The agency did not budget for drone-related equipment, either, according to the report. As a result, the Corpus Christi National Air Security Operations Center was missing a compatible ground control station for the “Predator” drone and had to borrow one from the Cocoa Beach operations center. In addition, on at least three occasions that lasted a total of 9 days, the Grand Forks operations center could not launch aircraft because maintenance tools were unavailable.

In response to a draft report, CBP officials said that the agency has documents that guide funding requests for operations, maintenance and equipment.

“Funding requests arc developed to support the [UAS program], but the actual funding provided to the program is subject to changing department and agency criteria,” James Tomsheck, assistant commissioner for the CBP internal affairs office, wrote in an April 4 letter to the Homeland Security inspector general. “CBP will continue to request adequate funding based on known and projected operational requirements while judiciously utilizing available resources to accomplish CBP's mission.”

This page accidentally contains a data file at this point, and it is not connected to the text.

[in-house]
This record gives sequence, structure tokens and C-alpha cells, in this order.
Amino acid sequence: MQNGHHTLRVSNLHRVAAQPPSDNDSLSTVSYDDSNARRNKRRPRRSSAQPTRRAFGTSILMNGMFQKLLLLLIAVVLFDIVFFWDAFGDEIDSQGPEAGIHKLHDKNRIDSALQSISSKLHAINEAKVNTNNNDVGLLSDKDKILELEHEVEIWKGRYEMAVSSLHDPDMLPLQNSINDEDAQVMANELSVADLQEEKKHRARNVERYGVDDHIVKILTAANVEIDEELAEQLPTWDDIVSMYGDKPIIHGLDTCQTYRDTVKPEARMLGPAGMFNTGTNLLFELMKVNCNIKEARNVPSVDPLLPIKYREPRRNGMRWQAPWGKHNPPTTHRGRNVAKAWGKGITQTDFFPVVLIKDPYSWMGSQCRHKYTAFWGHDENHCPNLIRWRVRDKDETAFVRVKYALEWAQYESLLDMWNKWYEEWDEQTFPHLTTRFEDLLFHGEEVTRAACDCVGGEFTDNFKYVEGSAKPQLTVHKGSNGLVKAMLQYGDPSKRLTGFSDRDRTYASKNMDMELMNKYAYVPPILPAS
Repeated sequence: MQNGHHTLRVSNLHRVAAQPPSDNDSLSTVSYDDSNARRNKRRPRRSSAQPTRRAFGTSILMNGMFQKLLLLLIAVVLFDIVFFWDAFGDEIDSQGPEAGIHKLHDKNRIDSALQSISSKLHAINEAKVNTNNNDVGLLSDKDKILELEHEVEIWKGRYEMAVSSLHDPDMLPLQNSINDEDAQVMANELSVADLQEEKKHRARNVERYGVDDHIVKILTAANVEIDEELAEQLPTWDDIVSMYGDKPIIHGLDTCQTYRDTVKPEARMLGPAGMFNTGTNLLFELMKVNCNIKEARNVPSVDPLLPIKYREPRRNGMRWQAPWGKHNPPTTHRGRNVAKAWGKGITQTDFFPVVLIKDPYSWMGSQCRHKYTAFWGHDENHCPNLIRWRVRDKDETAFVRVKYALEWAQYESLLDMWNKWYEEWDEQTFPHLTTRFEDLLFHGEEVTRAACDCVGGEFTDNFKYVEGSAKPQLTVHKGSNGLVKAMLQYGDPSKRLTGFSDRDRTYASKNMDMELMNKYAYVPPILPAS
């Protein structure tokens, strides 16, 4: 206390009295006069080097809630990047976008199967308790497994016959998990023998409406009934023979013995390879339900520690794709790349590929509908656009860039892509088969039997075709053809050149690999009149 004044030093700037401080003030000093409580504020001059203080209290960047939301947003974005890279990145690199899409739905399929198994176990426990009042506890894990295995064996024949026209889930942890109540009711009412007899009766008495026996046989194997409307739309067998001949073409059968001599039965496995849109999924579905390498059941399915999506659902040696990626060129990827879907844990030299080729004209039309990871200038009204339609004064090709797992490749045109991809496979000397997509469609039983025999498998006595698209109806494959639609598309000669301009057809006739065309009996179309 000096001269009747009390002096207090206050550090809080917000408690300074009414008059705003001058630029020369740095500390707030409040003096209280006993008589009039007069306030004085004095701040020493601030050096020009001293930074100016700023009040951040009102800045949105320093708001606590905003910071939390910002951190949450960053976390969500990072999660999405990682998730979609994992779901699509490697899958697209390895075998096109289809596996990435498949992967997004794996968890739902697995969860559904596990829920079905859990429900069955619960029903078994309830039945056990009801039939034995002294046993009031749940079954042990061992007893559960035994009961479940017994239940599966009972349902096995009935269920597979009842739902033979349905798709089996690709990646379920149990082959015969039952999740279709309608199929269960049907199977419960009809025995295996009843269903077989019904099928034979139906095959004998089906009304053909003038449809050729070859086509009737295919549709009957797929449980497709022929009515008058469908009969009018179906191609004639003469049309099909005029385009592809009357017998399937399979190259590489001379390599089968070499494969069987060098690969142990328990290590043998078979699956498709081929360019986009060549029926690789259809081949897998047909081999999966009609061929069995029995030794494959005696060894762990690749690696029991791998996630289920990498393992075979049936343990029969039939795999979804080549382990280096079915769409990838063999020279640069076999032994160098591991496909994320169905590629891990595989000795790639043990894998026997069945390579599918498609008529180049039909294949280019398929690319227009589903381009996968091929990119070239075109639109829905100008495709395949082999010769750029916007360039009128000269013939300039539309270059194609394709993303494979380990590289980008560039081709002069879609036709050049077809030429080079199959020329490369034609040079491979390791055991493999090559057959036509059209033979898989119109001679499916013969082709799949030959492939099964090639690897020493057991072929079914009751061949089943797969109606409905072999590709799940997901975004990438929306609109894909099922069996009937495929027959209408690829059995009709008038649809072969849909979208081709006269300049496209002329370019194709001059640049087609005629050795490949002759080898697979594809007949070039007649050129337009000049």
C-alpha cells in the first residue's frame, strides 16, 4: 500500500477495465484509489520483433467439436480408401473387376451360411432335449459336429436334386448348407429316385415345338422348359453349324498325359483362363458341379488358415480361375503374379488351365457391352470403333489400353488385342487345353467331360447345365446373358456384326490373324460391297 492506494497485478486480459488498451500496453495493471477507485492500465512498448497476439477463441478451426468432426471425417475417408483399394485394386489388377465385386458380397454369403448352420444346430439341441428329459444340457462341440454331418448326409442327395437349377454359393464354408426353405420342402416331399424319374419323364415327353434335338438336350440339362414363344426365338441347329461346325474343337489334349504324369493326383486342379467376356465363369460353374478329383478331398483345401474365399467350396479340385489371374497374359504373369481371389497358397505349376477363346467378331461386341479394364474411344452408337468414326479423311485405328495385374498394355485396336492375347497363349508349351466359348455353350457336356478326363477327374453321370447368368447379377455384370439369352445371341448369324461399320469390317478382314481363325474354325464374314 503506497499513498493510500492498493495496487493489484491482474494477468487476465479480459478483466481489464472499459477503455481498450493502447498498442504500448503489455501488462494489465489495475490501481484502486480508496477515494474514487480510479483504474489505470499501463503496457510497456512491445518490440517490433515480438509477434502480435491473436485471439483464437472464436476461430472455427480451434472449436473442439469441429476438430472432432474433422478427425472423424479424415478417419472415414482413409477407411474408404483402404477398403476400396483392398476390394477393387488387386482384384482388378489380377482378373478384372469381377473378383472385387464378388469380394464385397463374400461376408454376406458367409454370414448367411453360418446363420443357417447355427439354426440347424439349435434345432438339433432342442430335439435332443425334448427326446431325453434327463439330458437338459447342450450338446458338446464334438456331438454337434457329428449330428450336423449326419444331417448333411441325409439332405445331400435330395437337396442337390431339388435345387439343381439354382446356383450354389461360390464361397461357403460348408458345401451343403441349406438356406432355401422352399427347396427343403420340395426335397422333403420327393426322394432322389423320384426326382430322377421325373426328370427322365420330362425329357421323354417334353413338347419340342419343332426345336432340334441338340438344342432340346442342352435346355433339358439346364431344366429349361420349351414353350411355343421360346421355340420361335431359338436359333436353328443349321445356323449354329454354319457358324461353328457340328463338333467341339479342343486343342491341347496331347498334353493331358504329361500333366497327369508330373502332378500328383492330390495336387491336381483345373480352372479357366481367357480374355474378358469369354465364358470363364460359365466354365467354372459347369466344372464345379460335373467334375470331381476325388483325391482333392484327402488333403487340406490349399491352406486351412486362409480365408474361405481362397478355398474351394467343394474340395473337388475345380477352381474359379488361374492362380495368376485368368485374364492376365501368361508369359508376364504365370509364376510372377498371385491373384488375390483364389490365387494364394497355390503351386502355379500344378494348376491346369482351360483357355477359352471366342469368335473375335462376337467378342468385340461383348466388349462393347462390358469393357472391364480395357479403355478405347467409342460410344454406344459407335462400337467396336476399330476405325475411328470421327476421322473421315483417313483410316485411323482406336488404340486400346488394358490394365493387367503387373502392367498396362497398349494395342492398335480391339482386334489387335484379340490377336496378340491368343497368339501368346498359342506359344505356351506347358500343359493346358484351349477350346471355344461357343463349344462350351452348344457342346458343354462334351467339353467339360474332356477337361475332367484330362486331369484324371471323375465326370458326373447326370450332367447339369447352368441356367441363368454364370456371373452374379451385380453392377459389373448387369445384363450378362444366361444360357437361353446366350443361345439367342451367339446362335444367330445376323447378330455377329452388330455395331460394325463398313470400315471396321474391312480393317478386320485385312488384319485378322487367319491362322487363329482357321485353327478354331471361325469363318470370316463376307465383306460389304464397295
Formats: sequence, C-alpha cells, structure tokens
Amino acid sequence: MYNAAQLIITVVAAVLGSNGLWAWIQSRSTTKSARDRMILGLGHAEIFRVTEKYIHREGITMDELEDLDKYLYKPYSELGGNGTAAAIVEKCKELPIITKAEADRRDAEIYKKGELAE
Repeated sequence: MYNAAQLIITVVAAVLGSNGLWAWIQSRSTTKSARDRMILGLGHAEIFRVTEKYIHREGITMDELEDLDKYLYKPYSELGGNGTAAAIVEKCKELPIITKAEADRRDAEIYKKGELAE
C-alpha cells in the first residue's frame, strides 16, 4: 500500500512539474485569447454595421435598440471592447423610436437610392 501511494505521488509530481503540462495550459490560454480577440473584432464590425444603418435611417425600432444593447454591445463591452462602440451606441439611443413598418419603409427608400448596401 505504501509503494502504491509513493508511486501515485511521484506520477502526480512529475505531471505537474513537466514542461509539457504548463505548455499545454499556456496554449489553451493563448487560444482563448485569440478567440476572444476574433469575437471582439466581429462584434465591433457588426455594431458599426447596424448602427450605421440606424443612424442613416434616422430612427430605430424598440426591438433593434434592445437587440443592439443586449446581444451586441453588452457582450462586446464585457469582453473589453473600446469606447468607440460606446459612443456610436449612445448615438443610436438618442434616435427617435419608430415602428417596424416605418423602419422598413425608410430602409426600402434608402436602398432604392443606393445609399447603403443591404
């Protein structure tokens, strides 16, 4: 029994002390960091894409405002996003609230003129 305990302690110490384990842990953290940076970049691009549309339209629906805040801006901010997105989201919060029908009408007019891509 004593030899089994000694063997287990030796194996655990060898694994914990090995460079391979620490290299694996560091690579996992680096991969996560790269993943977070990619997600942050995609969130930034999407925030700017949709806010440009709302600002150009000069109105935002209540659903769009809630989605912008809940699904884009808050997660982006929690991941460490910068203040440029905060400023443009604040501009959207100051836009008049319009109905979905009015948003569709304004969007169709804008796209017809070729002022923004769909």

The assistant inspector general said such planning materials are inadequate and not what was requested. “CBP’s comments do not appear to address the recommendation, which will remain open and unresolved until CBP provides specific documentation that details how it plans to achieve the [minimum flight hours expected] and acquire funding to provide necessary operations, maintenance, and equipment,” Richards wrote in the final report.

Responding to the recommendation that CBP halt drone procurements, agency officials said they do not currently have plans to acquire more aircraft, unless directed to do so by a higher authority.

The inspector general did not seem convinced that this answer meant CBP would postpone future drone buys. “CBP comments do not fully address the intent of the recommendation, because it indicated there are no plans to expand the UAS fleet,” Richards stated.